Dhaka, Bangladesh Bangladesh has enforced a new set of rules and guidelines to control a sharp increase in COVID-19 infections over the past week.
The South Asian country on Thursday reported 3,359 new cases and 12 COVID-related deaths, with a positivity rate of 12 percent, according to a daily bulletin issued by the Directorate-General of Health Services (DGHS).
The DGHS declared the capital, Dhaka, and the southeastern district of Rangamati to be “red zones”, as the infection rate in these districts was between 10 percent and 19 percent.
‘We have seen a fairly sharp increase in COVID-19 cases. The daily positivity figures have now exceeded 10 percent over the past three days, “DGHS spokesperson Dr Robed Amin told Al Jazeera.
Amin said more than 80 percent of the COVID-19 cases detected in Bangladesh are still from the Delta variant. “The cases of Omicron variant however, is increasing, ”he said.
Bangladesh, home to 180 million people, confirmed its first Omicron cases in the second week of December when two women cricketers from a series returned to Zimbabwe.
The latest figures put the country’s total deaths at 28,123, while the total case load rose to 1,604,644. On January 1, Bangladesh detected only 370 cases with a daily positivity rate of 2.43 percent.
“The steady increase in infections indicates that Omicron’s community transmission has already begun to some extent,” Health Minister Zahid Maleque told a news conference on Wednesday.
The minister warned that the situation could worsen in the coming days and put serious pressure on the country’s healthcare system. He urged people to wear masks outside, maintain physical distance and be vaccinated as soon as possible.
A day after its warning, the government issued an 11-point directive, including mandatory COVID-19 passes and restrictions on opportunities and transportation facilities.
The restrictions oblige people to wear protective face masks at shops, malls, markets, hotels, restaurants and other public places. All social, political and religious public gatherings in open spaces are prohibited until further notice.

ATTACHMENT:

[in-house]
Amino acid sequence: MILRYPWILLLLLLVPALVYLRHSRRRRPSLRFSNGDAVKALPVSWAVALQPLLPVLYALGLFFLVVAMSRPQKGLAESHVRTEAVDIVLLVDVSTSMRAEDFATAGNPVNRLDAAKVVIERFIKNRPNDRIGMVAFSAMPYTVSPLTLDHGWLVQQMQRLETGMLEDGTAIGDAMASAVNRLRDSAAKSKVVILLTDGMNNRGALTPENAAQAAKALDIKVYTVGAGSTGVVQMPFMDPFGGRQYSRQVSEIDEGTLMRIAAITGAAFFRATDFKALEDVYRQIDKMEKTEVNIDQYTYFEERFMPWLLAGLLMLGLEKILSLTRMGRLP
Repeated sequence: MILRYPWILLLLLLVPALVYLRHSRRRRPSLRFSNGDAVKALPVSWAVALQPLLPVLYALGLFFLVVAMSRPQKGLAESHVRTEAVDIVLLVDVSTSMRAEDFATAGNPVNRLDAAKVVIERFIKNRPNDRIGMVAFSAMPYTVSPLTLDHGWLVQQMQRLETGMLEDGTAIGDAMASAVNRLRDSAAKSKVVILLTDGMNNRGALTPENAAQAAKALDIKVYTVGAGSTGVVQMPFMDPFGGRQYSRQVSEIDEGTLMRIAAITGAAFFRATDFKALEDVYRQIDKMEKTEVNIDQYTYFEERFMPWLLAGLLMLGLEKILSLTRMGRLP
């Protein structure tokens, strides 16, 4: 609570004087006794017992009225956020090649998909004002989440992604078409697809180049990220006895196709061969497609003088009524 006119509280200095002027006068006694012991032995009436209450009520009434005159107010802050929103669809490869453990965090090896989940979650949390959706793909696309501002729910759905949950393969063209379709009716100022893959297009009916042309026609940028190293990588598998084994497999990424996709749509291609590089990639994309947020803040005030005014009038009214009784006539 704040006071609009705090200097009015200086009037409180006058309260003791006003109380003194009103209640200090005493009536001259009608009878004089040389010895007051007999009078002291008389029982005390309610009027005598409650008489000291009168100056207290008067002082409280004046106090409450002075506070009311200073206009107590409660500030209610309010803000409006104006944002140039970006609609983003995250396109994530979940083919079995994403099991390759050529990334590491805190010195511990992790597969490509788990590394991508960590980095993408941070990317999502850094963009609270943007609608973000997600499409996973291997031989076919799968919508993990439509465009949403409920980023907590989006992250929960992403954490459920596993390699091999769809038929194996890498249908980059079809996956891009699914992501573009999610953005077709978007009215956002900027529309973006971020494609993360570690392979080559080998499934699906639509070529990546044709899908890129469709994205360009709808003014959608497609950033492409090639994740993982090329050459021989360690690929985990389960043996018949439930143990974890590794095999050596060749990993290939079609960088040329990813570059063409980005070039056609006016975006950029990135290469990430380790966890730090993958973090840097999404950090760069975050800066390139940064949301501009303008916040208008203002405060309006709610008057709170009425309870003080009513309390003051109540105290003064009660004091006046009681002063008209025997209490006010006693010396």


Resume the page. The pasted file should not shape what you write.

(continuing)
Trains, buses and launches were instructed to transport passengers at half capacity. The rules also state that students over the age of 12 will not be allowed to attend personal classes without showing a vaccine certificate.
To enforce the rules, the government has set up mobile courts across Dhaka, although local media reports have said the rules are not strictly followed in the city.
“We are possibly entering the third wave of coronavirus due to Omicron variant,” Dr Tahmina Shirin, director of the Dhaka-based Institute of Epidemiology, Disease Control and Research (IEDCR), told Al Jazeera.
“This is a global trend. The whole world has seen a rapid increase in business. The Omicron variant is very contagious, ”she said.
During the second wave of the pandemic in July and August last year, Bangladesh saw more than 200 deaths a day for about a month. Many died due to a lack of medical oxygen.
“This time the case loads will probably be higher than the second wave as Omicron spreads faster. “At this stage we can not be sure about the death rate, as world trends indicate that Omicron is not as deadly as Delta,” Shirin told Al Jazeera.
However, she said people should maintain hygiene and follow the COVID-19 guidelines.
“Wearing masks and maintaining social distance is still the best possible way to combat the spread of infections.”